The lift had become jammed between the fourth and fifth floors. Instead of waiting to be rescued the President had insisted on prising open the doors himself, all of them clambering out — 'swimming out' as he put it since the floor level was chest-high — and then walking up eleven floors' worth of spiral staircase. All of this left him with nothing but heavier-than- normal breathing, whereas his fellow- travellers were in need of mouth-to-mouth resuscitation. He came into the suite. `Time for your breakfast,' he said to us, `you people must eat before we go for the funeral. I am hungry too, but it is Rama- dan.' He dismissed us to the restaurant with a somewhat envious wave of the hand. It was busy. 'Are you with President Aymin?' an American tourist enquired, seeing our identification tags. 'Is he really in this hotel?' asked his wife. Throughout the meal we were the centre of attention.

Came the time to leave for the cere- mony. 'We must be in the foyer by 10.30,' announced Astles. 'The cars will pick us up at 10.45.' Amin gazed at him. 'What for?' he asked. 'Your Excellency, it starts at eleven.' The President got to his feet. 'We will walk,' he announced. 'We go now.' It was 10.15. Thus it was that of all the delegations that of the President of Ugan- da was the only one which walked to the funeral of Jomo Kenyatta through the streets of Nairobi. 'This is how my friend would have come to my funeral,' said Amin as we set off.

It could not have been better timed. We arrived at the entrance to the grounds of Parliament House where the ceremony was taking place, just as the band of the Kenya Armed Forces was being brought to atten- tion. It was as though the drum-major was acknowledging us, but the gun-carriage bearing the coffin was coming up behind and the band was forming up in prepara- tion to lead the procession. In fact it was we who led in, to the accompaniment of the 'Dead March'; the band behind, mag- nificent in its zebra-skin headgear; and bringing up the rear the gun-carriage with its naval escort. The President took his place in the front row — the only one vacant — while we filed into seats at the rear. What an entrance! I caught a glimpse of Prince Charles sitting at the far left as we faced the banks of seats. Amin's was towards the right, next to Dr Kaunda who was clutching a handkerchief. All around, in Uhuru Park the Wananchi, thousands of them, looked on.

'They say Pot Pot's going to sue.' delegations having sped away in their official limousines, we took to the pave- ments once again. This time the streets were full of people. We stayed even further on the fringe. In the half-hour it took to reach the Hilton we became a crowd of 3,000 according to news bulletins later that day. All afternoon that crowd stayed out- side the hotel, braving a rain-storm without dispersing, calling `Simba, Simba!' (`Lion, Lion!'). As our American put it on the plane back later that evening, `Mr Presi- dent, if they'd been electing their noo man today, they'd have elected you!'

We sat in the aircraft awaiting the President's return from paying his respects to the Kenyatta family and government ministers. Eventually he came aboard, furious. 'This BBC!' he exclaimed. 'Do you know what they say about me now? They say Prince Charles refused to shake my hand and turned his back on me! Why? I was never near him, you know that. You can tell them they lie about him just like me. I like the look of that young man — he is clean.' (Prince Charles had been wearing Royal Naval tropical whites.) We had to admit that there was never a time during the ceremony when they came anywhere near each other. Fair's fair after all. 'Take off,' he ordered into the microphone at his seat, 'we will leave now.'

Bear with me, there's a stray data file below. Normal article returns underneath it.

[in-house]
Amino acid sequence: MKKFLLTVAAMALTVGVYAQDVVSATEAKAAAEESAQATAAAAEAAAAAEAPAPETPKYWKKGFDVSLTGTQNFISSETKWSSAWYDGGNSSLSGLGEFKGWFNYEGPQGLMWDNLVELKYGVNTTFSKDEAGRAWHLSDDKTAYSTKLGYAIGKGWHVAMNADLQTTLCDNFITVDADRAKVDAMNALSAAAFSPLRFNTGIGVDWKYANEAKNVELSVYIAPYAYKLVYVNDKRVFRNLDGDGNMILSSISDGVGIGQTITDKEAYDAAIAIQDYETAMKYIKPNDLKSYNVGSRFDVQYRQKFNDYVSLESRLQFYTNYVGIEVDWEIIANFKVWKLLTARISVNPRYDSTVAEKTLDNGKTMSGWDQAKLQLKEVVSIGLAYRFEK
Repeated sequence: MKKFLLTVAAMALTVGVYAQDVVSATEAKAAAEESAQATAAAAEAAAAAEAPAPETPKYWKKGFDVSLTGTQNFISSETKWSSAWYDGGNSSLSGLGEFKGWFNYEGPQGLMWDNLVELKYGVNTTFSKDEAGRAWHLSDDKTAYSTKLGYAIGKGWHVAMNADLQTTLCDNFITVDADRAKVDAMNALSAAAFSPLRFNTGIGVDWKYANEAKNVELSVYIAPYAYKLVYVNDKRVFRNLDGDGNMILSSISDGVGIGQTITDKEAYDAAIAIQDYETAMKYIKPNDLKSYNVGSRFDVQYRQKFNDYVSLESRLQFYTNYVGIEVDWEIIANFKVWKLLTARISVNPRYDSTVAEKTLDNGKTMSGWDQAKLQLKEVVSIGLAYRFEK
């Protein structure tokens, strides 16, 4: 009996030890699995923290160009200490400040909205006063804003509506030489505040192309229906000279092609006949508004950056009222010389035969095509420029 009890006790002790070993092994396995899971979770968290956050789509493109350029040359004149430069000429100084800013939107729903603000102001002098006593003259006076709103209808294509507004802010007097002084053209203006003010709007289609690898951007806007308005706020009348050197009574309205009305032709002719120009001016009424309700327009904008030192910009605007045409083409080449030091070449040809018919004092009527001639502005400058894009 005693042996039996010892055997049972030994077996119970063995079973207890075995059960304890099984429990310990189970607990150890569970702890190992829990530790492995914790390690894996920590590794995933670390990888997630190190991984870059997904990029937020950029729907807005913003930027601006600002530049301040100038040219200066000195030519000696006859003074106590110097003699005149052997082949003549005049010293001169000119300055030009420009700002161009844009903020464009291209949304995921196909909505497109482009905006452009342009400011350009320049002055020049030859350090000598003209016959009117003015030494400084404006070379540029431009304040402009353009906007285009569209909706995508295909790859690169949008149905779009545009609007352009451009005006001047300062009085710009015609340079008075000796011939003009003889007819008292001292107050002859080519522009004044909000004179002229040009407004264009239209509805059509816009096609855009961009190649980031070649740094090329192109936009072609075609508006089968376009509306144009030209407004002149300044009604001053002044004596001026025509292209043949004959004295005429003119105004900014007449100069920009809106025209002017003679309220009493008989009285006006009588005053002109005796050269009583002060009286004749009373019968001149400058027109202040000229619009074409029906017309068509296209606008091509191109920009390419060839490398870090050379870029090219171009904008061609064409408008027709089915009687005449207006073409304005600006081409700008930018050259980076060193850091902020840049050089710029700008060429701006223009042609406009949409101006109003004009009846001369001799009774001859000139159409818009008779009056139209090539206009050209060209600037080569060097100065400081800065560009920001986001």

Once we were airborne and the seat- belts off, he disappeared onto the flight deck. Ten minutes later he returned, smil- ing broadly. We relaxed. 'I have spoken to Bombo and Masindi,' he announced. These were two of his military bases. 'The country is quiet, so we can go to Entebbe.' We had not considered any other prospect and he saw our consternation. Pointing to the black briefcase his private secretary was holding, he told us not to worry. `If there was a problem we could have had a nice weekend in Libya with my friend Gaddafi. Plenty dollars in this case!'

Back at Entebbe the President shook hands and seemed to just melt away into the recesses of the airport building. 'Stay in convoy until we reach Kampala,' Astles instructed. 'Got to be careful still.' Much to my wife's relief I arrived back home just before the ten o'clock BBC news. 'The funeral of President Jomo Kenyatta took place today in Nairobi, Kenya, in the presence of, among others, the Prince of Wales and President Idi Amin of Uganda,' intoned the newsreader. 'The President was seen to offer to shake hands with Prince Charles who did not notice because his back was turned at the time. In an interview with journalists afterwards, Pres- ident Amin's security adviser, Major Bob Astles, claimed that on his way to Entebbe airport this morning there had been three attempts to ambush his car. He declined to comment when questioned about the identity of the other six foreigners who had been in the party. Although it was not confirmed they were thought to be from Cuba.'